The third and fourth persons being well educated and economically well off, were not so willing to co-operate. These last two together with the accused were in fact the ones to have gained financially from the whole transaction.
The investigators found obstacles from other quarters also. An important cheque for instance, supposedly in the safe custody of a bank, was found missing. The hand written notes of the Secretary of the EXCO regarding minutes of the relevant EXCO meetings were also missing.
These two instances of missing documents might not have been deliberate attempts at frustrating the investigation but they did in a way forced our investigators to work extra hard to bridge the missing gaps.
Once the investigators had completed their investigation, they handed over the investigation papers to the Prosecution Division. Satisfied with the evidence presented before him, the Senior Federal Counsel/ Senior Deputy Public Prosecutor (DPP) decided to bring charges against the accused.
The first few days of the trial went quite well with the Prosecution calling formal witnesses to establish the parameters of the case.
The problem started when the first of the two shareholders was called to give evidence. Expecting a smooth account of events beginning with the formation of the company to its eventual sale, the Prosecution was astounded when this witness on whom much reliance was placed, took an about turn and denied everything he had said in his statements to the investigators. In short, he exculpated the accused from any wrongdoing.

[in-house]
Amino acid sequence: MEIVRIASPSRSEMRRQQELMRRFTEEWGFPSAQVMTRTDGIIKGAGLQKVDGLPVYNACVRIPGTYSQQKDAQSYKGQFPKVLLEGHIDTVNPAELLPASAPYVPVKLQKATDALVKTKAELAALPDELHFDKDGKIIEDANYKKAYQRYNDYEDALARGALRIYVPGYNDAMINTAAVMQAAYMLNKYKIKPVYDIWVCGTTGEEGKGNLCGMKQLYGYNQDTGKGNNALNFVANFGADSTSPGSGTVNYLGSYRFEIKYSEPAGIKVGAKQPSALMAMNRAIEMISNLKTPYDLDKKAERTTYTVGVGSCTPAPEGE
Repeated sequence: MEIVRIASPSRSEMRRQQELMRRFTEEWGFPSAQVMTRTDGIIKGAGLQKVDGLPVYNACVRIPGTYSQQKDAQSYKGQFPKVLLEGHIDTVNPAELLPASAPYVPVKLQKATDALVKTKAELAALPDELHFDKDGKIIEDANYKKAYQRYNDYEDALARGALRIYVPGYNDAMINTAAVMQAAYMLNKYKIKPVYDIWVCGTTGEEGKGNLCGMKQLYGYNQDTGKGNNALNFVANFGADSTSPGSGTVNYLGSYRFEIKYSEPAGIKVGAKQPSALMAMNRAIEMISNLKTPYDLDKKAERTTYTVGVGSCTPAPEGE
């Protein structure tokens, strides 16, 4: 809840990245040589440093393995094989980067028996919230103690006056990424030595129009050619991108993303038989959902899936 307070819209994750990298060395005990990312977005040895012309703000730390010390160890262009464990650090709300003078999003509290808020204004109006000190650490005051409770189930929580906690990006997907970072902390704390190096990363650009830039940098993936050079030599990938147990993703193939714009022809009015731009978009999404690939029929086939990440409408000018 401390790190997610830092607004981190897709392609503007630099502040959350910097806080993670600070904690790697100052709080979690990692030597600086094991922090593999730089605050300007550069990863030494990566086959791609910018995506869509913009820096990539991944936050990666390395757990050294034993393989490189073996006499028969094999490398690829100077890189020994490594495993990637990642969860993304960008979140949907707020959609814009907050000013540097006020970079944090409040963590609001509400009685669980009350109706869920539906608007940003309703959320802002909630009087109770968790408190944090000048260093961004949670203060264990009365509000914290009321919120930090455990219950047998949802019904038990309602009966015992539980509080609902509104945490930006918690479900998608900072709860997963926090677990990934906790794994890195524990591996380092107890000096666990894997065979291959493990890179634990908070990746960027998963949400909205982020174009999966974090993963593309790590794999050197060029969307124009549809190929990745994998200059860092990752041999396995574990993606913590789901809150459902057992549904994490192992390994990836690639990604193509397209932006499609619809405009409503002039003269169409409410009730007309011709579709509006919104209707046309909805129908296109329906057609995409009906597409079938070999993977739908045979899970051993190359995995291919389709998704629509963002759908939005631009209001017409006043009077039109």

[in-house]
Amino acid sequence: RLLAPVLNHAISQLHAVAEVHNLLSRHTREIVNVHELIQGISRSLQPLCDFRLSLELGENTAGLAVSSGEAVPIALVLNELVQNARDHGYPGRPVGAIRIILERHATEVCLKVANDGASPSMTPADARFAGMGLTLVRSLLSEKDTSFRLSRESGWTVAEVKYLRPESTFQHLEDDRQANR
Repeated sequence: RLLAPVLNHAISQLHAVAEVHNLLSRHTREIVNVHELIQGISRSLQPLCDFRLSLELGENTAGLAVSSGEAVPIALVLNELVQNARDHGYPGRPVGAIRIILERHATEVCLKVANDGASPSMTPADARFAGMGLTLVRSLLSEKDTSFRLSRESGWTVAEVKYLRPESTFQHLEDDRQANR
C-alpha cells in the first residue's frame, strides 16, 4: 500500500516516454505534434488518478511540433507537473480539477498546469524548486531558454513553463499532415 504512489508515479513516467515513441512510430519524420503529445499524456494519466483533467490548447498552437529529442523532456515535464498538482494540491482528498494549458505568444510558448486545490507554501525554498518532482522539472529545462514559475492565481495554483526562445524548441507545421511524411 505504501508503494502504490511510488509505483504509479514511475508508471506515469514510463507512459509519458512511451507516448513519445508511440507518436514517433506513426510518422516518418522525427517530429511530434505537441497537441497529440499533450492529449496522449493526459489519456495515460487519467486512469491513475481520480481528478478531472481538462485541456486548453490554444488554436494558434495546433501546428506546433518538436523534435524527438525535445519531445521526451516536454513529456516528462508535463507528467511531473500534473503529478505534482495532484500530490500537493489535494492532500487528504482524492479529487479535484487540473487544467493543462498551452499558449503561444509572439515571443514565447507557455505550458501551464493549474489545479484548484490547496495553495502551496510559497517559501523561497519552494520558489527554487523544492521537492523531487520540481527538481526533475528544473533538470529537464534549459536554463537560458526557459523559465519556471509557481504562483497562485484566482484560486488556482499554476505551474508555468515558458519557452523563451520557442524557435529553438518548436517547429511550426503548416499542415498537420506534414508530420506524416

The Senior DPP conducting the case had no choice but to apply to the court to impeach him. After hearing arguments the court ruled that this witness' credit was impeached.
When the second shareholder was called, the Prosecution was expecting the worst. Indeed the Prosecution did get what it was expecting. The second shareholder as though on cue duplicated what the first shareholder had done and totally contradicted himself on all material points.
What he said in court was diametrically opposite to what he had said in his written statement to the investigators. The Senior DPP then took the only course of action available to him and had this witness impeached also.
With two key witnesses gone, the Prosecution was really walking on a tight rope. It had to decide whether to call the other two key witnesses and risk getting them turning hostile or to just rely on purely circumstantial evidence by calling other witnesses who could in one way or another convince the court of the accused complicity in the matter.